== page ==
How to Stop Rushing to Judgement?

One of the most powerful ways to reduce misperceptions that others might form of you is to stay open to how you are shaping your perceptions of them. If you rush to judgment about someone, chances are that person may have the same reaction to you. Monkey see, monkey do. If you don’t want people to make assumptions about you that they automatically consider as facts, be aware of not falling into the same habit. In other words: Stay unconvinced.

It is natural for us to form first impressions when we meet someone. The challenge is to remain open to letting the other person change. All too often we jump to conclusions, but the next

time you find yourself forming perceptions too quickly, stop and ask yourself, ‘‘How else can I interpret that person, that action, that situation?’’ People often act based on what they expect someone else’s reaction to be. You can change the outcome of a situation by keeping an open mind and not pigeonholing other people into what you already believe about them. Lead by example, and let it be clear that your perceptions continue to take shape as your connection with someone progresses.

After Erica and I unexpectedly bonded during spring break, I thought back on how I’d acted toward her before our trip. I realized that since I had already decided she was a stuck-up rich girl, I probably hadn’t acted very kindly toward her. In fact, if I was honest, I had treated her exactly the way I thought she was treating me, with thinly veiled contempt. And as my dad would have said, ‘‘The world is a mirror.’’ What I got back was the same frostiness I was giving off. Had I remained open to other interpretations of her behavior, I could have had a great friend even sooner.

More recently I coached Liza, a new manager in her early thirties. She voluntarily shared her feelings with me about one of her colleagues, a woman named Drea, who was also a new manager as well as the mother of a toddler. Liza always felt that Drea was unfriendly. After a few attempts to chat with her, Liza concluded that Drea had no interest in being friendly, so she stopped making an effort.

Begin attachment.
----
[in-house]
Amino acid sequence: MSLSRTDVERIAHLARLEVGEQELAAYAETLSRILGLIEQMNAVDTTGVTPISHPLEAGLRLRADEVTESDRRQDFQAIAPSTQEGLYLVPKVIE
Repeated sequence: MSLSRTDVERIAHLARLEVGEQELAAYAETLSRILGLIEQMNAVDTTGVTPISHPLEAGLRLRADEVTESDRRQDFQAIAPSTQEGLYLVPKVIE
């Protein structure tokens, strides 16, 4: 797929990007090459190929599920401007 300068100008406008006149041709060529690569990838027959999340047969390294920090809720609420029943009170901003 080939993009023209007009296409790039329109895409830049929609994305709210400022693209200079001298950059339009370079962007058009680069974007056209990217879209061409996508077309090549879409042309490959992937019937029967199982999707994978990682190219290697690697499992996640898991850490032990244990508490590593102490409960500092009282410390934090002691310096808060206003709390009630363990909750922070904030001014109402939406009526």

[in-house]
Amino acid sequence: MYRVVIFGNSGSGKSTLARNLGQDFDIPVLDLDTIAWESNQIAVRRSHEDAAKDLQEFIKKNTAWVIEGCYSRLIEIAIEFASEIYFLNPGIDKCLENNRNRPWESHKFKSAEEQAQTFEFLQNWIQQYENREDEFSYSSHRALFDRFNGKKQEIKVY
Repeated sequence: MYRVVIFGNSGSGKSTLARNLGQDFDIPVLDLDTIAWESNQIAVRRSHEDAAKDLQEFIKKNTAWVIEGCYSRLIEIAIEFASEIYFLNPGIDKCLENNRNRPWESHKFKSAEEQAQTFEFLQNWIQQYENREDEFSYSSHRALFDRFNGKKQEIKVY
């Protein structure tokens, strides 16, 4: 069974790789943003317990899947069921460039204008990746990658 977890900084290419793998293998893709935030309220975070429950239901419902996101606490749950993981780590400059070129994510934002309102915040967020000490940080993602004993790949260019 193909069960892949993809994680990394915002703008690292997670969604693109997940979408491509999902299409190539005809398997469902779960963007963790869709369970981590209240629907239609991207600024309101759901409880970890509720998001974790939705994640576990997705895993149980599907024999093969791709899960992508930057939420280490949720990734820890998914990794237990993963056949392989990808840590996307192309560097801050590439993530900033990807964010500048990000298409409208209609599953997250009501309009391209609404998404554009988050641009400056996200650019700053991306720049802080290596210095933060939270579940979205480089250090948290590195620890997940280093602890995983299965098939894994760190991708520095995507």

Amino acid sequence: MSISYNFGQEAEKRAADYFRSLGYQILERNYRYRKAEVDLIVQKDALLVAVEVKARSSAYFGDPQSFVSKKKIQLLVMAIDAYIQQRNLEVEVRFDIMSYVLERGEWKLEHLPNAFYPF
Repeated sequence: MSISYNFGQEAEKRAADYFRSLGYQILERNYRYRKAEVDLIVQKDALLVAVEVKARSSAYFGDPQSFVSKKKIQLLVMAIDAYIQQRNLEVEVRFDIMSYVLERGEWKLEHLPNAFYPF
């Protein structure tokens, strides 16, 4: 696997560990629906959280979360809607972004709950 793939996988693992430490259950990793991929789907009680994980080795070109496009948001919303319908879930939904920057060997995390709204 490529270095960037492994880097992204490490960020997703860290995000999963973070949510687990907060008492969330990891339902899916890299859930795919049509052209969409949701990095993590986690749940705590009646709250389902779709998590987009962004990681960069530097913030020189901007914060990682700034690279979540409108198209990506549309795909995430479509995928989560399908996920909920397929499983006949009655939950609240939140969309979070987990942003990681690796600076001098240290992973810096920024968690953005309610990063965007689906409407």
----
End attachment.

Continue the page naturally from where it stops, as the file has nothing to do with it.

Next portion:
One Saturday afternoon Liza ran into Drea in the town where they both lived, and they wound up sharing more during those fifteen minutes of chatting on the street than they had in the previous year they’d worked together. It turned out that Drea was having problems with her son and, consequently, feeling overwhelmed by work. That conversation broke the ice. Liza was able to appreciate the pressures Drea was under outside the office, pressures that contributed to her seeming closed and unapproachable, and Drea felt relieved to have her colleague understand her very taxing situation. The two women wound up not only becoming friends, but finding ways to collaborate at work, building on their new appreciations for one another, and becoming even more productive at work in the process.

You never know what else is going on in somebody’s life. If you jump to conclusions about someone based on limited, proscribed interactions, you close the door to the possibility of deepening your connection. Whether with a new acquaintance or an existing relationship, stay open to the possibility that your perceptions aren’t entirely accurate; it just may give you the opportunity to strengthen a bond.

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